In general, when disagreements crop up suddenly or when we’re under pressure to resolve them, we tend to decompensate. When Mom believes in a vegan, clean-eating lifestyle, and she comes home to find her kids chowing down on junk food and burgers, that’s a recipe for an explosion. In the mediator’s office or in a calm, adult discussion, parents can resolve this type of disagreement and come up with a set of operating principles, like “Daddy gets to choose the menu when he’s the parent on call; Mommy gets to do the same when she’s on call.” Or, “Since Mommy does the bulk of the cooking and is upset by having animal products in the kitchen she uses, if Daddy wants to serve meat, it should be done outside of the home….” Etc. When we’re not hit by surprise, we tend to react better.
Similarly, situations like long-term projects for children can be discussed in advance. It’s unfair for one parent to be hit with “You need to help me with my entire science fair project—I’m constructing a working model of the human heart out of paper mache and a remote-control car’s engine—and you need to help me do it by tomorrow!” These types of long-term projects can be managed if they’re thought out in advance, with each parent’s responsibilities clearly laid out.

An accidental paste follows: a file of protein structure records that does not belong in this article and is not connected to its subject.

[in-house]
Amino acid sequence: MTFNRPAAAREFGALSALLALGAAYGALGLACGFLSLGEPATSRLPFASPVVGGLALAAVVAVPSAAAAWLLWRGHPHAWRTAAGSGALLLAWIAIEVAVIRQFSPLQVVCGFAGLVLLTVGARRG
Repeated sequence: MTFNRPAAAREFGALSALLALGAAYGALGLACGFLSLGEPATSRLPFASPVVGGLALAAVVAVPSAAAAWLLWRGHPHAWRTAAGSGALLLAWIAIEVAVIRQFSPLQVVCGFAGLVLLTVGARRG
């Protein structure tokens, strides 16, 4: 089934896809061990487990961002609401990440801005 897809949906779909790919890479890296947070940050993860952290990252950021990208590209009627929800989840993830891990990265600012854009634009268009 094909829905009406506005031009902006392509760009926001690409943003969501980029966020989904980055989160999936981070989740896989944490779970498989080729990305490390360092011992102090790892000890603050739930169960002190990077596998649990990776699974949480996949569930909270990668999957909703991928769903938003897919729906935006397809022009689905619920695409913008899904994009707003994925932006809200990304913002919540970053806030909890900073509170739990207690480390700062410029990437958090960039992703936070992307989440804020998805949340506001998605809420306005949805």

It’s that level of detail—finances, chores, household repairs, doctor’s appointments, playdates, college funds—that makes this book truly disruptive because any conceivable situation has been thought of, and a series of detailed prompts and questions are provided, so the parents can sit down and plan for all of these potential hotspots in advance. Let’s face it—many divorcing couples haven’t historically been great at problem-solving together, so taking the guesswork out of it is likely to be extremely helpful.
Similarly, some hot-button topics are discussed, such as when the “on-call” parent brings a date into the home—at what stage of a relationship are both parents comfortable with this? What will be the ground rules around having a new person in the home? Can both parents tolerate seeing their ex with a new partner? With any potentially painful situation, preparation during a calmer time is key to success. This type of situation is no exception.